When a loved one passes away, there are many steps that you and your family will often take. These steps often start with grieving, but will also include other issues, such as cleaning out personal property, locating possible heirs, and possibly putting the estate through probate. In Minnesota, either formal or informal probate may be commenced within three years of the decedent’s death. However, sometimes for varying reasons, three years may pass without probate ever being commenced. In such a circumstance, it may then be appropriate to apply for a Decree of Descent.
Any interested party may file a petition for a Decree of Descent in Minnesota. “Interested party” is a legal term that means a person whose rights or property interests could potentially be impacted by the process. In other words, potential heirs or beneficiaries are typically the ones filing, but government agencies or creditors, such as the Internal Revenue Service, could also be interested parties if the estate owes taxes. The reason an interested party would want to file a petition for a Decree of Descent would be if there is property or assets that needs to be transferred or re-titled. This cannot be accomplished without a court order. For example, if the decedent owned a vehicle titled solely in her name at the time of her death, that car cannot be re-titled in someone else’s name without a court order, which must be obtained either through probate or by obtaining a Decree of Descent.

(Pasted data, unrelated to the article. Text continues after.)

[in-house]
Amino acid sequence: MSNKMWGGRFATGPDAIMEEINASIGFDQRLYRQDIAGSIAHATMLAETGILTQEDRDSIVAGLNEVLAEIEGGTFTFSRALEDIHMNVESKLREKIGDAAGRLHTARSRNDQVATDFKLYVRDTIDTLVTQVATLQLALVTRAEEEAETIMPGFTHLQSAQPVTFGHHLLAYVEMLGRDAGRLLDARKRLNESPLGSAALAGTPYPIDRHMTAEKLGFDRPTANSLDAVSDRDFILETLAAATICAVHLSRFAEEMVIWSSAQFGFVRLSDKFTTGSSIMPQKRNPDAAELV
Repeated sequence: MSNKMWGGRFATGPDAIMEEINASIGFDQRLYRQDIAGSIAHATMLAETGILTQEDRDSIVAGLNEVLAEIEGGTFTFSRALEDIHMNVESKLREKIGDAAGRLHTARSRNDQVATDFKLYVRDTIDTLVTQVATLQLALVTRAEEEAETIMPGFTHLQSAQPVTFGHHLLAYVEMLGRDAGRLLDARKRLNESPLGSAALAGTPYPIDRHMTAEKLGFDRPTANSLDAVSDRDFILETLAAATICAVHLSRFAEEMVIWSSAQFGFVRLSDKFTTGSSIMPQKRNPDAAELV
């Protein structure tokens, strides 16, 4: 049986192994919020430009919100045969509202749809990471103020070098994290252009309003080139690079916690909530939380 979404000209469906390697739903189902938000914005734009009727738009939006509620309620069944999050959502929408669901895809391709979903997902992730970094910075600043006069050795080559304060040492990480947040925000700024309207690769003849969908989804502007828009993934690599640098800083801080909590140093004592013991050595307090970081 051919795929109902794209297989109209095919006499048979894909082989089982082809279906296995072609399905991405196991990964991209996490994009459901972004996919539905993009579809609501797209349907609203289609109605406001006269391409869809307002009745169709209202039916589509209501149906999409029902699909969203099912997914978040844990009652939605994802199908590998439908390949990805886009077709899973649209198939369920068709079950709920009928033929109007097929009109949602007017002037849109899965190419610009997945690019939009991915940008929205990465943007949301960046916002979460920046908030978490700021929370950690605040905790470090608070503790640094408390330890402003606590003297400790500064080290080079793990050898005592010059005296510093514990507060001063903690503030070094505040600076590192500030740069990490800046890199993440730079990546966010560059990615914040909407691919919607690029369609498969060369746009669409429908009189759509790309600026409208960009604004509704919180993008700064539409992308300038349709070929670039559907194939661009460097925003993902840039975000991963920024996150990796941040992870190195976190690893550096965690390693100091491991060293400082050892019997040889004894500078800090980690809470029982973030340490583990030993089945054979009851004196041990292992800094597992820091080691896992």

After an interested party files a petition for a Decree of Descent, the court will set a time for a hearing. The potential heirs and creditors of the deceased must be given proper, legal notice of the time and place of the hearing. There are specific time limits for this notice, meaning that the beneficiaries and creditors must be given ample notice. Moreover, a notice of the hearing must be published in the newspaper for two consecutive weeks before the hearing can go forward.
If you are an interested person, you should be aware that a Decree of Descent is not always an option. There are exceptions to when this option is available.
Let us help you understand the probate or Decree of Descent process. Call us at (320) 299-4249 for a consultation.